Mental health and behavioral barriers to completing the pre-transplant evaluation

Michael Jeanette1, Aarushi Bansal1, Marta Novak2, Olusegun Famure1, Joseph S. Kim1, Istvan Mucsi1

Mental health and behavioral barriers to completing the pre-transplant evaluation

1 Division of Nephrology, Multi-Organ Transplant Program, University Health Network and University of Toronto, Toronto, Canada.

2 Department of Psychiatry, University Health Network and University of Toronto, Canada

mjeanett@uhnresearch.ca

aarushi.bansal@mail.utoronto.ca

marta@nefros.net    

segun.famure@uhn.ca

Joseph.Kim@uhn.ca

istvan.mucsi@utoronto.ca

 

 

Background: Mental health (MH) and behavioral problems have been associated with longer time on kidney transplant (KT) waitlists, poorer health-related outcomes, and lower access to transplantation. There is limited literature on specific risk factors that contribute to difficulties in completing the pre-transplant evaluation (PTE) in a Canadian context. We examined the relationship between history of MH problems, non-adherence, and obtaining a final disposition (i.e., transplant suitability, waitlist activation, or living donor transplant).

Methods: This was a single-centre retrospective cohort study of adult patients referred to our KT program from January 1, 2003 to December 31, 2013, and followed up until June 30, 2014. Patients who completed social work assessments (n=1832) were included. Univariable and multivariable associations between the history of MH disorders or non-adherence and time from referral to final disposition were explored using Cox proportional hazards models.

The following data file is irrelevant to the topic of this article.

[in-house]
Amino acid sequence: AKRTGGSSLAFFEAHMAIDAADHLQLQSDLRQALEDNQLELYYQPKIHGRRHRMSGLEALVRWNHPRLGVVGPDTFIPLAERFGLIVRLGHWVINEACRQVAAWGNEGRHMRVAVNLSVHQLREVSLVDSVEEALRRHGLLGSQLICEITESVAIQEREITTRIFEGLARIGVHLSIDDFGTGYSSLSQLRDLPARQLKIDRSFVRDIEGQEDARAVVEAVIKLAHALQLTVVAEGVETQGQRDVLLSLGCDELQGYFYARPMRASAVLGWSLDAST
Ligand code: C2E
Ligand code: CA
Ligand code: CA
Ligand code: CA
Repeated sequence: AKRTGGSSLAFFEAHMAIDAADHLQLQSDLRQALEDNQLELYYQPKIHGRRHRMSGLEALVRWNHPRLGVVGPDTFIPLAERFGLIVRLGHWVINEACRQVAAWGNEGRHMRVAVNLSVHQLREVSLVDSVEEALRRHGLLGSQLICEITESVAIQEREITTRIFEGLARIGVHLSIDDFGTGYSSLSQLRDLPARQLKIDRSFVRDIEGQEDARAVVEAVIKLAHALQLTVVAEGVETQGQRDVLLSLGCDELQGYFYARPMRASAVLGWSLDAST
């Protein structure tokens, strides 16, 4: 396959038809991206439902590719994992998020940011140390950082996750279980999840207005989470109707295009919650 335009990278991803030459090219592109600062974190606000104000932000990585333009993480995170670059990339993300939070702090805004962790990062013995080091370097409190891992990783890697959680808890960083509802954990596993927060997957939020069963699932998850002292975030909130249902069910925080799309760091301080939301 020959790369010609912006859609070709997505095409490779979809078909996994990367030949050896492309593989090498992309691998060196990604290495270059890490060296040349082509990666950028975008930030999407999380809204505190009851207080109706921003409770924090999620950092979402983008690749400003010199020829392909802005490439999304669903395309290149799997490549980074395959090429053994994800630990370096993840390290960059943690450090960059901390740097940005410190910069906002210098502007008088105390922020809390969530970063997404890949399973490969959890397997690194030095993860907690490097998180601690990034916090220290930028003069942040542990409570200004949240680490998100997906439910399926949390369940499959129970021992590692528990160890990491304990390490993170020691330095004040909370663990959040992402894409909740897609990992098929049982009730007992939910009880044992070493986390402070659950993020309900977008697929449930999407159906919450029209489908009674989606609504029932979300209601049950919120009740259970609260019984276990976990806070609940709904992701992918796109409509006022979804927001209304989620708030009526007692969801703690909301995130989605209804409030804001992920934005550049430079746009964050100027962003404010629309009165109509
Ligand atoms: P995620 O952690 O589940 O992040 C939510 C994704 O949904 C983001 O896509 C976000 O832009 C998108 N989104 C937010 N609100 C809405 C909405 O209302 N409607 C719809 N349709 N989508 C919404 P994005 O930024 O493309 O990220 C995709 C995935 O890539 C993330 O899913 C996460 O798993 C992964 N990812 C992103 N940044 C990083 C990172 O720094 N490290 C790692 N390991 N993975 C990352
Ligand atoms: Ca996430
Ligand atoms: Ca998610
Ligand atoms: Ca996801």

Results: The mean (±SD) age was 49.0 (±13.6) years, 60% of patients were male and 40% had a history of diabetes. Twenty-five percent had a positive history of MH disorders and 18% had a history of non-adherence. Eighty-five percent of patients received a final disposition within four years after referral. Patients with a psychiatric history had a 16% lower (p=0.011) likelihood of PTE completion than those with no psychiatric history. Patients with a history of non-adherence had a 19% lower (p=0.010) likelihood of PTE completion. These differences remained significant after adjusting for socio-demographic characteristics and comorbidity (HR 0.85 [95% CI: 0.74, 0.99] and HR 0.77 [95% CI: 0.65, 0.92] for psychiatric history and non-adherence, respectively).

Conclusions: MH and behavioral problems represent potential barriers to PTE completion. Further studies should investigate whether targeted psychosocial support for MH and behavioural problems can reduce disparities in access to KT.

 

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